Read Full Article …
  • From Vol. 3 No.1 (Jan. 11, 2017)

    Ten Cybersecurity Priorities for 2017

    Even companies that have mature information security practices in place must exercise constant vigilance by reevaluating their needs and improving their approaches. The Cybersecurity Law Report spoke with several experts to find out what companies should be focusing on and how they should allocate time and resources when setting cybersecurity priorities for 2017. In this article, we outline the resulting top ten cybersecurity action items for companies to tackle to ensure a more secure new year. See also “Cybersecurity Preparedness Is Now a Business Requirement” (Feb. 17, 2016).

    Read Full Article …
  • From Vol. 2 No.22 (Nov. 2, 2016)

    Guide to Getting Your Security Program Certified Under ISO 27001

    Companies seeking guidance in the development and implementation of their information security programs are looking for a robust and recognized framework. The ISO/IEC 27001 standard offers exactly that, while also providing a useful evaluation process and valuable certification. In a guest article, Lionel Cochey, director of information of a large international law firm, provides a roadmap to the key aspects of the standard, the certification process, and the ongoing effort to remain certified on an annual basis. See also “Steps for Companies to Take This Week, This Month and This Year to Meet the Challenges of International Cyberspace Governance” (Mar. 30, 2016).

    Read Full Article …
  • From Vol. 2 No.21 (Oct. 19, 2016)

    Demystifying the FTC’s Reasonableness Requirement in the Context of the NIST Cybersecurity Framework (Part One of Two)

    The NIST Cybersecurity Framework, while useful, is not a panacea, the FTC recently said, leaving many companies still wondering how to develop and implement a data security program that meets the regulator’s reasonableness requirement. With input from in-house and outside counsel, we examine the FTC’s data security expectations in the context of the NIST Cybersecurity Framework. Part one of this two-part series explores the implications of the FTC’s recent communication, how and when practitioners use the Framework and details three initial steps companies should take to meet the FTC’s reasonableness standard. Part two will cover the Framework’s core functions, how they align with the FTC’s requirements and steps companies can take to incorporate these functions into their own security practices. See also “A Behind-the-Curtains View of FTC Security and Privacy Expectations” (Mar. 16, 2016).

    Read Full Article …
  • From Vol. 2 No.21 (Oct. 19, 2016)

    Privacy Leaders Share Key Considerations for Incorporating a Privacy Policy in the Corporate Culture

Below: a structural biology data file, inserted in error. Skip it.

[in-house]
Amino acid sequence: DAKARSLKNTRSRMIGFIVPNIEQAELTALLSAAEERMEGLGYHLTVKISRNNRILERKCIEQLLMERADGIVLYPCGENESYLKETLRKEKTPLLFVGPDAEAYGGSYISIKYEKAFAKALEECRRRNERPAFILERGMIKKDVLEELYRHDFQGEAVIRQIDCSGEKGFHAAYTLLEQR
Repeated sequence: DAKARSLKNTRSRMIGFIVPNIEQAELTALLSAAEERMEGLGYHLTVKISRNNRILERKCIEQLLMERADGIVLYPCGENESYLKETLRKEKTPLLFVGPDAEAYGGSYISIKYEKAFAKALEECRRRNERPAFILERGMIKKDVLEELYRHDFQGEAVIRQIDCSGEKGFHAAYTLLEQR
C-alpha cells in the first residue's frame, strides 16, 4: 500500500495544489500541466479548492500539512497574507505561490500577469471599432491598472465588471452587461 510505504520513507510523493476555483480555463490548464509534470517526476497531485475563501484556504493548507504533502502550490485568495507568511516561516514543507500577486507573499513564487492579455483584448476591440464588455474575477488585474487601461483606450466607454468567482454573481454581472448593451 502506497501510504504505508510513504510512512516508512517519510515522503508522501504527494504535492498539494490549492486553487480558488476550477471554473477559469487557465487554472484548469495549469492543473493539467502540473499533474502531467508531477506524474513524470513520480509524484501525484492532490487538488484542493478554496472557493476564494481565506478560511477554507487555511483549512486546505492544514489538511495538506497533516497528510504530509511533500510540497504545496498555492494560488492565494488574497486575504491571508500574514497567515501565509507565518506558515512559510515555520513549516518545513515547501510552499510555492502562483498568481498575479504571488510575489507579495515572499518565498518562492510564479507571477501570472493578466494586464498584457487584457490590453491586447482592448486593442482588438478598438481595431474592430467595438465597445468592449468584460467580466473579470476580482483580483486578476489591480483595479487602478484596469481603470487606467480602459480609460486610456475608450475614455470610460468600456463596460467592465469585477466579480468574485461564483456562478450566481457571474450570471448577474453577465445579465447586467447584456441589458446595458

For in-house privacy counsel, building a cohesive privacy program means leading the company, its employees and its vendors through regulatory landmines. While there is no one-size-fits-all approach, there are certain privacy program essentials applicable to most organizations, regardless of size or industry. At the recent Women, Influence and Power in Law Conference, Megan Duffy, founder of Summit Privacy and former privacy counsel at Snapchat, Inc., Tori Silas, senior counsel and privacy officer of Cox Enterprises, Inc. and Zuzana Ikels, principal at Polsinelli, shared advice on how the legal department can create and implement a strong privacy program, from initial considerations to key components. See also “Designing Privacy Policies for Products and Devices in the Internet of Things“ (Apr. 27, 2016).

    Read Full Article …
  • From Vol. 2 No.19 (Sep. 21, 2016)

    What Private Companies Can Learn From the OPM Data Breaches

    The recent breaches of the U.S. Office of Personnel Management illustrate the importance of an effective information security program for businesses in both the public and private sector. A recently released exhaustive investigative report by the House Oversight and Government Reform Committee outlines findings and recommendations to help the federal government better acquire, deploy, maintain and monitor its information technology. “The [Report] is replete with recommendations that private sector entities should be considering seriously,” DLA Piper partner Jim Halpert told The Cybersecurity Law Report. This article summarizes the committee’s findings and examines valuable lessons applicable to both the public and private sectors. See also “White House Lays Out Its Broad Cybersecurity Initiatives” (Feb. 17, 2016).

    Read Full Article …
  • From Vol. 2 No.18 (Sep. 7, 2016)

    Understanding Data Privacy and Cybersecurity in China (Part One of Two)